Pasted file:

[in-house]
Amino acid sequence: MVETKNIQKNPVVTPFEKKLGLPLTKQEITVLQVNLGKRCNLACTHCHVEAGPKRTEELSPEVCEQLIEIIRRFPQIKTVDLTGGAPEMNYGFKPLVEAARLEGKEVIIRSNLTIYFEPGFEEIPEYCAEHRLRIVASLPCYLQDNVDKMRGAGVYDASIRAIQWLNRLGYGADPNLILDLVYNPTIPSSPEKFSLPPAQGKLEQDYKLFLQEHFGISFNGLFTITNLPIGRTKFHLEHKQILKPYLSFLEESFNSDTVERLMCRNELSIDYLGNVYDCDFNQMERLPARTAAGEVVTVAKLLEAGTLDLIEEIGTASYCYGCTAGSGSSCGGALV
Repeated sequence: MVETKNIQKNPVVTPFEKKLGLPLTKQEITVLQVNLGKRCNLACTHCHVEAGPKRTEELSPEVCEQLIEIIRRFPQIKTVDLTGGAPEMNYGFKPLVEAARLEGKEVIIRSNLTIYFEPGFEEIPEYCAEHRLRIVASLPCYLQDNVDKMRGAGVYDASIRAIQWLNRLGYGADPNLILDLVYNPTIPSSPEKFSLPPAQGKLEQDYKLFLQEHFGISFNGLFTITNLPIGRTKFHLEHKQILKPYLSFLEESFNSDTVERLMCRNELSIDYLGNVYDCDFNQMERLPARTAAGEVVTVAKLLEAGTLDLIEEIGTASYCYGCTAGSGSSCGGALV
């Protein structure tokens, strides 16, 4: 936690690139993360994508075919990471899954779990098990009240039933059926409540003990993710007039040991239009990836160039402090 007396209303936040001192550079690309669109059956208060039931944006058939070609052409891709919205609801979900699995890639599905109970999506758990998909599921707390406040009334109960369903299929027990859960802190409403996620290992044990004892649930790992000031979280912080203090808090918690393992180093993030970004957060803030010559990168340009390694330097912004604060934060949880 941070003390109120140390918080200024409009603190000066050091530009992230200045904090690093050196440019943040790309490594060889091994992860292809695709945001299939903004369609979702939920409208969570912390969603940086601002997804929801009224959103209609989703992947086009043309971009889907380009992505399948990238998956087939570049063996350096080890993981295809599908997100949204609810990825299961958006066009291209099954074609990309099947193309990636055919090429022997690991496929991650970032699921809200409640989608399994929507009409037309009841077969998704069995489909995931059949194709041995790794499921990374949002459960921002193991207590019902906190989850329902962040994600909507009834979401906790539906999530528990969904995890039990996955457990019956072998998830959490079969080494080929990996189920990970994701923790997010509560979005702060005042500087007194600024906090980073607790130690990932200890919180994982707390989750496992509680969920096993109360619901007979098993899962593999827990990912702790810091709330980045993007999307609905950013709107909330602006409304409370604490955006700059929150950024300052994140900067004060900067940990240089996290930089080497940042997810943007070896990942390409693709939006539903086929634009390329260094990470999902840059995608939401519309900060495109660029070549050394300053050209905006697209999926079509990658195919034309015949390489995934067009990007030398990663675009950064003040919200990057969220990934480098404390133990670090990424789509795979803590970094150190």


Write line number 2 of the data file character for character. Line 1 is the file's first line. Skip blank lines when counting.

Amino acid sequence: MVETKNIQKNPVVTPFEKKLGLPLTKQEITVLQVNLGKRCNLACTHCHVEAGPKRTEELSPEVCEQLIEIIRRFPQIKTVDLTGGAPEMNYGFKPLVEAARLEGKEVIIRSNLTIYFEPGFEEIPEYCAEHRLRIVASLPCYLQDNVDKMRGAGVYDASIRAIQWLNRLGYGADPNLILDLVYNPTIPSSPEKFSLPPAQGKLEQDYKLFLQEHFGISFNGLFTITNLPIGRTKFHLEHKQILKPYLSFLEESFNSDTVERLMCRNELSIDYLGNVYDCDFNQMERLPARTAAGEVVTVAKLLEAGTLDLIEEIGTASYCYGCTAGSGSSCGGALV